9. Capt J

    Capt J Senior Member

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    You're going about this all wrong. Have you considered working on one of your friends boats as a deck hand to see how the chartering even works, what boats work and don't work. How to maintain a yacht, etc. Why not learn on someone else's dime?

    You ABSOLUTELY DO NOT want to cut price to get charters. They are priced as such so that you can make a profit. Cutting price will for sure do 2 things. 1- you will piss every single other person off that does day charters and they will both black ball you in the industry AND create as much chaos for you. 2. You will only attract the worst of the worst charter guests that will destroy your boat. What you do want to do is make friends with the other boats and kick them back 10% of the charter fee if they send something your way. EVERYONE gets double booked from time to time or has a mechanical issue that takes them out of the game, do the same with them.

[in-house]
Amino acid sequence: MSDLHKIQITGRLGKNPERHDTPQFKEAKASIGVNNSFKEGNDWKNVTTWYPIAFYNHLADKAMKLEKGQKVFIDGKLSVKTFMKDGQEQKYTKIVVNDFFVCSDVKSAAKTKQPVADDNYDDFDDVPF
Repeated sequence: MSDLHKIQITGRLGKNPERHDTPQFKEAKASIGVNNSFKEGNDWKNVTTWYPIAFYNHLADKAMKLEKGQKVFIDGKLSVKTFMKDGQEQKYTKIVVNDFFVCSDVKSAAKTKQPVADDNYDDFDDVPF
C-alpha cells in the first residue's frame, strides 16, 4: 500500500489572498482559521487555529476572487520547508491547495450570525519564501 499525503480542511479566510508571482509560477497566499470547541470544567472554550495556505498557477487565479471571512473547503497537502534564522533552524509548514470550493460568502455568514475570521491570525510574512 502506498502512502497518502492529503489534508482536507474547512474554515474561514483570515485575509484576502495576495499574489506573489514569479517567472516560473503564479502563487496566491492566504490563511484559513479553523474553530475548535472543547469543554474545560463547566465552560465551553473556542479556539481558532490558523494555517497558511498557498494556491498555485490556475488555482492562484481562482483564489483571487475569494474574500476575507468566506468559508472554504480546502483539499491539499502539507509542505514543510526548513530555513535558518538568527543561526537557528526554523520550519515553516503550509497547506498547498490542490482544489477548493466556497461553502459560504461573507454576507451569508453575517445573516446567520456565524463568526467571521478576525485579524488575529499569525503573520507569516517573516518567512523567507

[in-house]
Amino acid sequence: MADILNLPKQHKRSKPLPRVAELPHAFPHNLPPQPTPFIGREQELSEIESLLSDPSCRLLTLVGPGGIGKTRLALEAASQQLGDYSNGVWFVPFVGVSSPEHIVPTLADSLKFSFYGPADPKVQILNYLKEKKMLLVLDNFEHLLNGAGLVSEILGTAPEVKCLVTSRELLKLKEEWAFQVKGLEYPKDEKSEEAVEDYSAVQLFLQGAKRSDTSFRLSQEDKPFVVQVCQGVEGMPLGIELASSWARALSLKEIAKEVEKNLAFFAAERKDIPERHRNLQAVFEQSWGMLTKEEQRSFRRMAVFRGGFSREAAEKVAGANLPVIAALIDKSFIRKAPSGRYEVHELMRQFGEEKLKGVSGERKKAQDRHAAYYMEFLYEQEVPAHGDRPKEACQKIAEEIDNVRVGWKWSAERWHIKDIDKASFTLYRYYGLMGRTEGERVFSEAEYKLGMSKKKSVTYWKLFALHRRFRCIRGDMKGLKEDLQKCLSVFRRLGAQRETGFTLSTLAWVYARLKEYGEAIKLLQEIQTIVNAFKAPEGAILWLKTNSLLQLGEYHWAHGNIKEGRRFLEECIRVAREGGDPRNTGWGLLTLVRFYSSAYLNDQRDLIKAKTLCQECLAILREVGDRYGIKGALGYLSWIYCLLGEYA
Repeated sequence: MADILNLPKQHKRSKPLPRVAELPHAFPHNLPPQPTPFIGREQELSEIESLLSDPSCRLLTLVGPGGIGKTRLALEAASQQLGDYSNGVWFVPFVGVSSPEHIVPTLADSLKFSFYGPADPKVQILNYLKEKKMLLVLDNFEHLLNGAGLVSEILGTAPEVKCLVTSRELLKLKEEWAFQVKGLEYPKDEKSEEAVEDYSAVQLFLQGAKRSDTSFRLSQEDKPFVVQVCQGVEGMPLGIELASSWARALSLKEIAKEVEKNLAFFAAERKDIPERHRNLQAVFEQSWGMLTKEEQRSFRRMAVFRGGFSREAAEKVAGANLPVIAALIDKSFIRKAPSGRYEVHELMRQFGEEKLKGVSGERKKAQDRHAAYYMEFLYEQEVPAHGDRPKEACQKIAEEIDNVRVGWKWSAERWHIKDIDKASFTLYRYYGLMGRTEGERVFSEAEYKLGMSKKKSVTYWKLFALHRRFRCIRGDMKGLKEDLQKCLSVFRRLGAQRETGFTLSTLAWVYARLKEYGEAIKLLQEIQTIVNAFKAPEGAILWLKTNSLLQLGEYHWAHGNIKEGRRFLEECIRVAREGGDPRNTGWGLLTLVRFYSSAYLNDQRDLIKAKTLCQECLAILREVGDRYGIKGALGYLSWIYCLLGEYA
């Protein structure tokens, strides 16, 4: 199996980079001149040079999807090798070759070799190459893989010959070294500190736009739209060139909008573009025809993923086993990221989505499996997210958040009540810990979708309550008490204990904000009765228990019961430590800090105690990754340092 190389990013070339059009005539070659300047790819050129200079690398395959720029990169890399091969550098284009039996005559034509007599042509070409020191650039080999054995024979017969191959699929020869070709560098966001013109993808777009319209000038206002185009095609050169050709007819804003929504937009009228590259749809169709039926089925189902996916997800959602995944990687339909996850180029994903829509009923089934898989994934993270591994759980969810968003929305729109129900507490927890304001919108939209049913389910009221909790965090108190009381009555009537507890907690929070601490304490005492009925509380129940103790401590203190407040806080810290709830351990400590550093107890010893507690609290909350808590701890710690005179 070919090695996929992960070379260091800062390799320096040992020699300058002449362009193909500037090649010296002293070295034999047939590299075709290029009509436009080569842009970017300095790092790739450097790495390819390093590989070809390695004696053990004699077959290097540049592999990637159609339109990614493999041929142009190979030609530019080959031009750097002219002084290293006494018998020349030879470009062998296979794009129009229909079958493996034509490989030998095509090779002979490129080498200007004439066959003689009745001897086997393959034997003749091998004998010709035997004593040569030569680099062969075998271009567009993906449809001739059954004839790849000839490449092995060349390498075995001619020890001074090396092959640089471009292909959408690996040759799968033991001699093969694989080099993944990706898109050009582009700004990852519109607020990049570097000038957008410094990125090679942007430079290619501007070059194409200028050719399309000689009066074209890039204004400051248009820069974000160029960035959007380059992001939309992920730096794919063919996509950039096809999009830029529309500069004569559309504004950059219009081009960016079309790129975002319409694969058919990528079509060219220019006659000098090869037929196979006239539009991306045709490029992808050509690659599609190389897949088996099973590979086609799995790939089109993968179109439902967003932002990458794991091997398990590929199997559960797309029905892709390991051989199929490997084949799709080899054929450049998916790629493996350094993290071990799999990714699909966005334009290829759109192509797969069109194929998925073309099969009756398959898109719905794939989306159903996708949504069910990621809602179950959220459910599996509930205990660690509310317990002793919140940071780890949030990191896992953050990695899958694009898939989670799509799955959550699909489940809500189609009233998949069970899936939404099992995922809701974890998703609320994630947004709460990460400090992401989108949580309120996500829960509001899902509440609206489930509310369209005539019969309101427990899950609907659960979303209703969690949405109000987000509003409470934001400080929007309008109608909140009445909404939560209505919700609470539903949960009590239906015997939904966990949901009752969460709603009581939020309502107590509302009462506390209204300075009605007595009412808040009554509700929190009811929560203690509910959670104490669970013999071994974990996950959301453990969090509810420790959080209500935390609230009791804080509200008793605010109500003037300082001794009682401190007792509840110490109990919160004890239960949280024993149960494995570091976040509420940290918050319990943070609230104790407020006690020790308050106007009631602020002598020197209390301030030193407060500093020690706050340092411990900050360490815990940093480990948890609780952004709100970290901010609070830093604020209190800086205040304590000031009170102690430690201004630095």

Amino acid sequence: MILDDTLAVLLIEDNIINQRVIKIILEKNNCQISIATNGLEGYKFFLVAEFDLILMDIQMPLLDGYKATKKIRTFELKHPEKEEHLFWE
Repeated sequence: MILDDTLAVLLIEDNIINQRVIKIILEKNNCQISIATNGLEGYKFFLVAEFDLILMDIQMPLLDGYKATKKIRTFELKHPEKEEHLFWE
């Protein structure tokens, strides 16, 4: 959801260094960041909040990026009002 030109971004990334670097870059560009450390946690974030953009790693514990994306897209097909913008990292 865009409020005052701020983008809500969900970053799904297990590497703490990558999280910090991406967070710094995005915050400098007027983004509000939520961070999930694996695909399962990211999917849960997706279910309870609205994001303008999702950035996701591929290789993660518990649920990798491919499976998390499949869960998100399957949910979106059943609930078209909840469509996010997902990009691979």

The boat is not what makes the charter boat successful. It is the CREW and the experience. You're completely delusional if you think an Azimut charters any better than any other similar Euro brand such as Sunseeker, Princess, Feretti, etc. etc. Most people don't know the **** difference. As long as it looks flashy and has the appropriately sized areas and amenities. You want something reliable, because waiting 3 weeks to get parts from Italy isn't going to pad your wallet if you have to cancel charters.